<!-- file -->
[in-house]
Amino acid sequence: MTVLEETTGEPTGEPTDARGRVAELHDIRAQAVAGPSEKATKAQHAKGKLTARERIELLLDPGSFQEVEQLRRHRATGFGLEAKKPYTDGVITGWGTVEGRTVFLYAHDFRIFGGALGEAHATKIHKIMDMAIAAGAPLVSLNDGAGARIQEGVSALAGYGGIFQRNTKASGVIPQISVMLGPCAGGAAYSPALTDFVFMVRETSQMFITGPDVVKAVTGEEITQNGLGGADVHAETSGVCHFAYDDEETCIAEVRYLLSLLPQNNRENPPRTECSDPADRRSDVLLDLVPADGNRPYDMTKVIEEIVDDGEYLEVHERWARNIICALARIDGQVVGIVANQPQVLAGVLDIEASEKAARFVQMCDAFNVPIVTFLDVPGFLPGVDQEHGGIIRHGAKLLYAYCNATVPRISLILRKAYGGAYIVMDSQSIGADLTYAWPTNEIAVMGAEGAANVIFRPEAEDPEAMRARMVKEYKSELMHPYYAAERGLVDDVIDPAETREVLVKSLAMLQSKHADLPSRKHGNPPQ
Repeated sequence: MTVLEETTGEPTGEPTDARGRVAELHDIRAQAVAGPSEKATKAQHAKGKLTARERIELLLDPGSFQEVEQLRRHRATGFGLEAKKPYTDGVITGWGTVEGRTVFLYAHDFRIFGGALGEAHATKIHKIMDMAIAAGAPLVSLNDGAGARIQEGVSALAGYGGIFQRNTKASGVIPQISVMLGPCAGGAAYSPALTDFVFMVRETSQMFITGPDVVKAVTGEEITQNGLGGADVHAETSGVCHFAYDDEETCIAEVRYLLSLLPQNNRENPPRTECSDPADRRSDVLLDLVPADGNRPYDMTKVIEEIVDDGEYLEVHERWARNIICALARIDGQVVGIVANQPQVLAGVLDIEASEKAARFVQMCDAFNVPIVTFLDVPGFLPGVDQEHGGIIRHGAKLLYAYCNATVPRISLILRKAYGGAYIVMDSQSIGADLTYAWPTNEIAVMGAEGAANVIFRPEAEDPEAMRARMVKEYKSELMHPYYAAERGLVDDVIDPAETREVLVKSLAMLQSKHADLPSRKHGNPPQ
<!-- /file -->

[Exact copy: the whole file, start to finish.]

[in-house]
Amino acid sequence: MTVLEETTGEPTGEPTDARGRVAELHDIRAQAVAGPSEKATKAQHAKGKLTARERIELLLDPGSFQEVEQLRRHRATGFGLEAKKPYTDGVITGWGTVEGRTVFLYAHDFRIFGGALGEAHATKIHKIMDMAIAAGAPLVSLNDGAGARIQEGVSALAGYGGIFQRNTKASGVIPQISVMLGPCAGGAAYSPALTDFVFMVRETSQMFITGPDVVKAVTGEEITQNGLGGADVHAETSGVCHFAYDDEETCIAEVRYLLSLLPQNNRENPPRTECSDPADRRSDVLLDLVPADGNRPYDMTKVIEEIVDDGEYLEVHERWARNIICALARIDGQVVGIVANQPQVLAGVLDIEASEKAARFVQMCDAFNVPIVTFLDVPGFLPGVDQEHGGIIRHGAKLLYAYCNATVPRISLILRKAYGGAYIVMDSQSIGADLTYAWPTNEIAVMGAEGAANVIFRPEAEDPEAMRARMVKEYKSELMHPYYAAERGLVDDVIDPAETREVLVKSLAMLQSKHADLPSRKHGNPPQ
Repeated sequence: MTVLEETTGEPTGEPTDARGRVAELHDIRAQAVAGPSEKATKAQHAKGKLTARERIELLLDPGSFQEVEQLRRHRATGFGLEAKKPYTDGVITGWGTVEGRTVFLYAHDFRIFGGALGEAHATKIHKIMDMAIAAGAPLVSLNDGAGARIQEGVSALAGYGGIFQRNTKASGVIPQISVMLGPCAGGAAYSPALTDFVFMVRETSQMFITGPDVVKAVTGEEITQNGLGGADVHAETSGVCHFAYDDEETCIAEVRYLLSLLPQNNRENPPRTECSDPADRRSDVLLDLVPADGNRPYDMTKVIEEIVDDGEYLEVHERWARNIICALARIDGQVVGIVANQPQVLAGVLDIEASEKAARFVQMCDAFNVPIVTFLDVPGFLPGVDQEHGGIIRHGAKLLYAYCNATVPRISLILRKAYGGAYIVMDSQSIGADLTYAWPTNEIAVMGAEGAANVIFRPEAEDPEAMRARMVKEYKSELMHPYYAAERGLVDDVIDPAETREVLVKSLAMLQSKHADLPSRKHGNPPQ